Wednesday, March 6, 2013

Festival Smorgasbord

Japan is a country of festivals.  If one had time, a festival could probably be found somewhere in Japan every weekend.  Here, for instance, is the list for just the festivals celebrated each year in the city of Hamamatsu.  They all look fun and interesting.

Akiha Fire Festival

Ever since long ago, Mount Akiha was believed to have supernatural powers to prevent fires. Bow and arrow, sword, and fire dances are performed at the Akiha Shrine. At the Akiha Temple, a firewalking ceremony is performed where both believers and spectators celebrate the festival. (Haruno, Tenryu-ku — December)

Enshu Dainenbutsu

When a family commemorates the first Obon holidays after the death of a loved one, they may request that a dainenbutsu (Buddhist chanting ritual) be performed outside their house. This is one of the local performing arts of the region. The group always forms a procession in front of the house led by a person carrying a lantern and marches to the sound of flutes, Japanese drums and cymbals. (Saigagake Museum, Hamamatsu City — July 15)


Hamamatsu Festival

Hamamatsu Festival, held from May 3 through May 5 each year, is well known for Takoage Gassen, or the kite fight, and luxuriously decorated palace-like floats. The festival originated about 430 years ago, when the lord of Hamamatsu Castle celebrated the birth of his first son by flying kites. In the Meiji Era, the celebration of the birth of a first son by flying Hatsu Dako, or the first kite, became popular, and this tradition has survived in the form of Hamamatsu Festival. It is extremely exciting to see over 160 large kites flying in the sky to the sound of bugles. Those who visit Hamamatsu at this time of the year can experience the city at its most exciting time.

During the nights of Hamamatsu Festival, people parade downtown carrying over 70 yatai, or palace-lake floats, that are beautifully decorated while playing Japanese traditional festival music. The festival reaches its peak when groups of people compete by violently marching across town. (Naka-ku, Minami-ku — May)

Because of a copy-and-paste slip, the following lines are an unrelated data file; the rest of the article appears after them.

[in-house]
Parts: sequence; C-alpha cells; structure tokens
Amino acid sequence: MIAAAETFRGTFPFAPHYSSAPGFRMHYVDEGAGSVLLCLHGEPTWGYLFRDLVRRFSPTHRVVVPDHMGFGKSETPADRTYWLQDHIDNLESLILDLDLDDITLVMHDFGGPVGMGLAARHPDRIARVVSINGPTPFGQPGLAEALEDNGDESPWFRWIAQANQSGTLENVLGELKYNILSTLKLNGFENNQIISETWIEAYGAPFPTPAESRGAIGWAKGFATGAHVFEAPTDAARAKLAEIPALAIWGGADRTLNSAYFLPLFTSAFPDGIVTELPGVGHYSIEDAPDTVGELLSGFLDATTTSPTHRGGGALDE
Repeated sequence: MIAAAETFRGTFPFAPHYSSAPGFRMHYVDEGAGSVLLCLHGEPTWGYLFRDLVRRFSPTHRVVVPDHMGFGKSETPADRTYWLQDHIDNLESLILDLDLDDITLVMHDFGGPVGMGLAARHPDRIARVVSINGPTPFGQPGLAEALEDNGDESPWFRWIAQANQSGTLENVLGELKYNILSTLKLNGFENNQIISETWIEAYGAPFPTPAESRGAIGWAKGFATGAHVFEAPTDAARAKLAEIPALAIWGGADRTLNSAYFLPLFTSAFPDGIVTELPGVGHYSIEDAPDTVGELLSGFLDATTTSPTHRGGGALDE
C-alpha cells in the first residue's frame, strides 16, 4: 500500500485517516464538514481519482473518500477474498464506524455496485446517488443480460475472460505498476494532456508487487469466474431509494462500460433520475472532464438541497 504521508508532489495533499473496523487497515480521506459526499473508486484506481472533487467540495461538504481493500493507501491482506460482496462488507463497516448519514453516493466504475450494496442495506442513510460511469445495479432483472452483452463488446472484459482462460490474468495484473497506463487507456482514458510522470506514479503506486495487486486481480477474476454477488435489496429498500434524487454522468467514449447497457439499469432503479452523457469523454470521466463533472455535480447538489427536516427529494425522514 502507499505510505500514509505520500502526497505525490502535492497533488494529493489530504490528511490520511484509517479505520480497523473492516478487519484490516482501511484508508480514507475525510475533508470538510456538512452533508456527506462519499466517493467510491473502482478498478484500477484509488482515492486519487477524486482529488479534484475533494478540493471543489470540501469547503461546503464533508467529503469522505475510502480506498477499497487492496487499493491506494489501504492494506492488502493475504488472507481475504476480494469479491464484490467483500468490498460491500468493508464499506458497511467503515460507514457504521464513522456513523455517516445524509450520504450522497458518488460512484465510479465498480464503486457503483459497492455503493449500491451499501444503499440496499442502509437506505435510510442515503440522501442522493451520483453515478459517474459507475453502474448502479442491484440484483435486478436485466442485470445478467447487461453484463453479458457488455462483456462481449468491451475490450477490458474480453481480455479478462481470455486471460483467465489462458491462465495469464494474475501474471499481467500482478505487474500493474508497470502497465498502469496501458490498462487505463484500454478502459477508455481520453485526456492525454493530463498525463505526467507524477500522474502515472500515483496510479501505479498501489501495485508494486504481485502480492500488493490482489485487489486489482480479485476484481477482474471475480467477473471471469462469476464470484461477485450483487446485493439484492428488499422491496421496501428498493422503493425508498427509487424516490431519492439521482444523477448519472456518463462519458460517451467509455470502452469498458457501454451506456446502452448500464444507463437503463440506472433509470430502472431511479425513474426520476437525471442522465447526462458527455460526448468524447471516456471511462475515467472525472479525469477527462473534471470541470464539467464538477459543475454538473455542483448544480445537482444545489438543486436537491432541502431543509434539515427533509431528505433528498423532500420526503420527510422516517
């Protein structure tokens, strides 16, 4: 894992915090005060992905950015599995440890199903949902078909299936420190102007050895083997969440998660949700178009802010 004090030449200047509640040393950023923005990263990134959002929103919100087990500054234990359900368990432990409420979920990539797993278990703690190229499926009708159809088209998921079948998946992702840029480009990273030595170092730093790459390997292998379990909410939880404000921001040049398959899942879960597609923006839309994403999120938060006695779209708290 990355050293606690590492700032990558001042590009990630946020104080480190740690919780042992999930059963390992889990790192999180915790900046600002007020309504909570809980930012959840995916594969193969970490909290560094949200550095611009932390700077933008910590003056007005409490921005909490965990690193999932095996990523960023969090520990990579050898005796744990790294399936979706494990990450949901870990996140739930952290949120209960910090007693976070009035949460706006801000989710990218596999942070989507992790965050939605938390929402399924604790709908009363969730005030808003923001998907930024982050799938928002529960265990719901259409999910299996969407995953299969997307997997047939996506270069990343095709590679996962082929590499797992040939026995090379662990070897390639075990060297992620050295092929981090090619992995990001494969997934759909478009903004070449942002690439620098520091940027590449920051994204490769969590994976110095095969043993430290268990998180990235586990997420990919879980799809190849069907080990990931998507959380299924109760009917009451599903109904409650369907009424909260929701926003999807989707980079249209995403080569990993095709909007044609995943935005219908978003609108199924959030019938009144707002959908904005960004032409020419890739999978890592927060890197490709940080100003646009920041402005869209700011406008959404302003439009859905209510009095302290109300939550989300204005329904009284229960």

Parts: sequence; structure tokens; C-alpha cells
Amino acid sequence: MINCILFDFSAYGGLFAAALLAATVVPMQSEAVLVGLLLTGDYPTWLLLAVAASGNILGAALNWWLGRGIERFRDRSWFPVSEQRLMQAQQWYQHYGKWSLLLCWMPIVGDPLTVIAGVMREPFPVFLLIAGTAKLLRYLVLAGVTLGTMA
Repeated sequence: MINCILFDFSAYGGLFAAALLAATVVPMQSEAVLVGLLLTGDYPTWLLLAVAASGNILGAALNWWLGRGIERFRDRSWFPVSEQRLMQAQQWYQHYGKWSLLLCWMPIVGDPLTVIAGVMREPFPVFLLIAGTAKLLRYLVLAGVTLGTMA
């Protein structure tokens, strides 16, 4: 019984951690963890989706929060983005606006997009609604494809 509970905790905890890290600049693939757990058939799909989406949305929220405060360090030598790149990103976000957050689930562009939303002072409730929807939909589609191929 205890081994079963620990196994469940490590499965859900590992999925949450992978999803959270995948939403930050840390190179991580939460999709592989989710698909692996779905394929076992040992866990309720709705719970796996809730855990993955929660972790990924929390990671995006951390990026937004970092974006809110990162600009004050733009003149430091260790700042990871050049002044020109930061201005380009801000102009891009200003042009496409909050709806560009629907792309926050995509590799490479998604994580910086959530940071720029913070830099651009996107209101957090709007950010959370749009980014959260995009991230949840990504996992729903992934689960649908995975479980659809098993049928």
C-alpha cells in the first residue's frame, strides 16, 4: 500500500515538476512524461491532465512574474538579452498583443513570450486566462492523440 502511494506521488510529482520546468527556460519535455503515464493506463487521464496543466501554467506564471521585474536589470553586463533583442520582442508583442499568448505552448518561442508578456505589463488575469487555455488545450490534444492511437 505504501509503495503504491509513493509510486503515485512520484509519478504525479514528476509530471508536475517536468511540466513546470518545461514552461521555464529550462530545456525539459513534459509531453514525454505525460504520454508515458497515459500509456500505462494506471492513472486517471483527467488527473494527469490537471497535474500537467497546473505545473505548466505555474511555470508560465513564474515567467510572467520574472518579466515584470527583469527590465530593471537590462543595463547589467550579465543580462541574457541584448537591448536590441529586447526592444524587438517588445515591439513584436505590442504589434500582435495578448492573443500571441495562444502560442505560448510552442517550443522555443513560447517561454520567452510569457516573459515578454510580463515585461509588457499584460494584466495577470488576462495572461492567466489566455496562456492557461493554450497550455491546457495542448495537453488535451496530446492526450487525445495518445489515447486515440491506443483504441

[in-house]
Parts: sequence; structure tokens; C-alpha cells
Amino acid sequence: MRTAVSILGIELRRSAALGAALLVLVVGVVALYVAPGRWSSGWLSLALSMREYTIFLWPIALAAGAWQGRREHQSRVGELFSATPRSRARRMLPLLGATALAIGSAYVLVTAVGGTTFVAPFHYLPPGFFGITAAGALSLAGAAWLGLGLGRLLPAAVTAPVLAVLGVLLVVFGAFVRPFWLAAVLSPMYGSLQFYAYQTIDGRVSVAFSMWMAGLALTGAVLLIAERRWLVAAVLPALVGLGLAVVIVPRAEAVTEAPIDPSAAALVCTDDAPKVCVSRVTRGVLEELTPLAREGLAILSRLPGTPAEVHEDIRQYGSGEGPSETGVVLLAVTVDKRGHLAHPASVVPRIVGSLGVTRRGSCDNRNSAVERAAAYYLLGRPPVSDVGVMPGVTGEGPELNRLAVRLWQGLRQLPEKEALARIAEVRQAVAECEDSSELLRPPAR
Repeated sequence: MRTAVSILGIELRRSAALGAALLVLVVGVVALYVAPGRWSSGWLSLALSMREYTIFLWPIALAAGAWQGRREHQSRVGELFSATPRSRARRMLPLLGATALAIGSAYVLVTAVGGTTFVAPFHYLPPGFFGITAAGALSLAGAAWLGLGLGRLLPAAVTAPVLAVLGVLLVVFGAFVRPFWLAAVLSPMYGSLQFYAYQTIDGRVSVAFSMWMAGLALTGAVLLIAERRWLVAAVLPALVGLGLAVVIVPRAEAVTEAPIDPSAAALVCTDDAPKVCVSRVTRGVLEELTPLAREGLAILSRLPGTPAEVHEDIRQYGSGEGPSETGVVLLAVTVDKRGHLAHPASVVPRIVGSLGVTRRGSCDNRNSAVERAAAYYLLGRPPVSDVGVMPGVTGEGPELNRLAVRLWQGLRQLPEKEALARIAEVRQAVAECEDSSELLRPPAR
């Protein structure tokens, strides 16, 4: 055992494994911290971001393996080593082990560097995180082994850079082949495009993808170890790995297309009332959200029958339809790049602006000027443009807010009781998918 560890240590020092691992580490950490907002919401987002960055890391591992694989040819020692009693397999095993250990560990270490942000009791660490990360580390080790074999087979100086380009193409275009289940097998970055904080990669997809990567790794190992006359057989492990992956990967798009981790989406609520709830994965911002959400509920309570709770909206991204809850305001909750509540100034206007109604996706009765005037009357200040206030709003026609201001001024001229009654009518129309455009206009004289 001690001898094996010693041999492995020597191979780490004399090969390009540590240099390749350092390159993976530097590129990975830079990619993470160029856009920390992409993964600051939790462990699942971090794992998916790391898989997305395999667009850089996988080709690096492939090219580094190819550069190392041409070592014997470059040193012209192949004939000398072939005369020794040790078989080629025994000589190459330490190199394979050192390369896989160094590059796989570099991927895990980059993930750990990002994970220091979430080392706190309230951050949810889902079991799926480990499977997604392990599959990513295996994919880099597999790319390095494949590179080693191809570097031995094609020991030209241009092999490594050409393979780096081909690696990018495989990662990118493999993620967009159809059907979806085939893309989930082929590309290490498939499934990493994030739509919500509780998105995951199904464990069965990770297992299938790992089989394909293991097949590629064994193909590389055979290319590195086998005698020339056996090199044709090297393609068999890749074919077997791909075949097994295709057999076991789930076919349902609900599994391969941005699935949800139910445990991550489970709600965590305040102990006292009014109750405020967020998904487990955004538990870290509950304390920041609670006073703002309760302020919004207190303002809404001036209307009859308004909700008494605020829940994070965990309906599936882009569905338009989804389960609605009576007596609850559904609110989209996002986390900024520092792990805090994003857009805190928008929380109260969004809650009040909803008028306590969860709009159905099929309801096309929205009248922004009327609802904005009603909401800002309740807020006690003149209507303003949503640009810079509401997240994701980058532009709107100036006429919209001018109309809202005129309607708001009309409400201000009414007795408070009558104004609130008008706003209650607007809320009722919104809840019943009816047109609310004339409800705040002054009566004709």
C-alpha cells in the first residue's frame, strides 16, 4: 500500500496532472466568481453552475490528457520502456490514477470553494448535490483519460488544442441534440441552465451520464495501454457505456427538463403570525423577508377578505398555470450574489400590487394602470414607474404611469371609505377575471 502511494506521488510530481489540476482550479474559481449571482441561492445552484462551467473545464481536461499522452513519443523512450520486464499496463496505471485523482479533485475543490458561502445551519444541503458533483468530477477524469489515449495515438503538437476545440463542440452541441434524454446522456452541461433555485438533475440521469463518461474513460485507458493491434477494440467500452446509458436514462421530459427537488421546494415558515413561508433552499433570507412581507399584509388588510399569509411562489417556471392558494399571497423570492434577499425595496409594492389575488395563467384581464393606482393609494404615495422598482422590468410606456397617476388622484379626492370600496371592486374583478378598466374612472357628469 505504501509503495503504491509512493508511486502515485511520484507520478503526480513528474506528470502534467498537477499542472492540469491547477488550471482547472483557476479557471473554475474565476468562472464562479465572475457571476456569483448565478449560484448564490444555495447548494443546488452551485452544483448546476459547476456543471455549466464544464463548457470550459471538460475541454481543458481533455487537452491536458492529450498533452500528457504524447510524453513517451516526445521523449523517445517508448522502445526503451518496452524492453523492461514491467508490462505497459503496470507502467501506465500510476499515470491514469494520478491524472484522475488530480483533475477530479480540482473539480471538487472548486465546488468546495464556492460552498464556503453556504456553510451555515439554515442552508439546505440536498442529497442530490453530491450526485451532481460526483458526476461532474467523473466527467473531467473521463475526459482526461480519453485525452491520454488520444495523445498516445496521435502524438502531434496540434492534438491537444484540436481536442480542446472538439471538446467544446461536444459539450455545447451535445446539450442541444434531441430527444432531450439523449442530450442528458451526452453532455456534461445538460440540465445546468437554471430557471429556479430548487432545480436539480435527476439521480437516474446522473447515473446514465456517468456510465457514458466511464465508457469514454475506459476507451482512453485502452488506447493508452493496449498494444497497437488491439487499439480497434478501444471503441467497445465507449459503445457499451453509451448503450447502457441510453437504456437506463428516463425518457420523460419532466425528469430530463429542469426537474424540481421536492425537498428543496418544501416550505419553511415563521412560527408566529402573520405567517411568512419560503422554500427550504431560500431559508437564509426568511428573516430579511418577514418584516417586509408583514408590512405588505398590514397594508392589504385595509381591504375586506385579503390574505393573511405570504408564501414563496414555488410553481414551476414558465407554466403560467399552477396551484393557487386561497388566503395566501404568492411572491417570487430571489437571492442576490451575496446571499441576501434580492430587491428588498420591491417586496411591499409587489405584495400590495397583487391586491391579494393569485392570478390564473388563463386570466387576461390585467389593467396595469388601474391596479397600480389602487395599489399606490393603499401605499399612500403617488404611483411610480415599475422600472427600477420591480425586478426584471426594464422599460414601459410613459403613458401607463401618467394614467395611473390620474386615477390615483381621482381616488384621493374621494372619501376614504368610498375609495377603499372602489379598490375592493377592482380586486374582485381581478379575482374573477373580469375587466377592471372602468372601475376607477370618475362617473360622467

Hamakita Hiryu Festival 

This festival is held in honor of Ryujin, the god of the Tenryu River, and features a wide variety of events such as the Hamakita takoage (kite flying) event and the Hiryu himatsuri (flying dragon fire festival) which celebrates water, sound, and flame. (Hamakita-ku — June)

Hamamatsu International Piano Competition

This festival celebrates Hamamatsu's history as a city of musical instruments and music, and brings dozens of the best young pianists from all over the world. It has been held triennially since 1991 at the Act City Concert Hall and Main Hall. (November)

入賞者披露演奏会 東京公演

Hamakita Manyo Festival

This event takes place in Manyo-no-Mori Park to commemorate the Manyo Period and introduce its culture. As part of the festival, people reenact the ancient past by wearing traditional clothes from the Heian period and presenting Japanese poetry readings. (Hamakita-ku, Hamamatsu — October)

Inasa Puppet Festival

One of the few puppet festivals held in Japan, featuring 60 performances of about 30 plays by puppet masters from all over the country. The shows provide a full day of enjoyment for both children and adults. (Inasa, Kita-ku — November)

Princess Road Festival

This reenactment of a procession made by the princess in her palanquin along with her entourage of over 100 people including maids, samurai, and servants makes for a splendid scene beneath the cherry blossoms along the Toda River. In the Edo period, princesses enjoyed traveling this road which came to be known as a hime kaidō (princess road). (Hosoe, Kita-ku — April)

Shoryu Weeping Ume Blossom Festival

In Ryusui Garden there is a stream with seven small waterfalls and about 80 weeping ume trees pruned to give the appearance of dragons riding on clouds to the heavens. There are also 200 young trees planted along the mountainside. (Inasa, Kita-ku — late February to late March)

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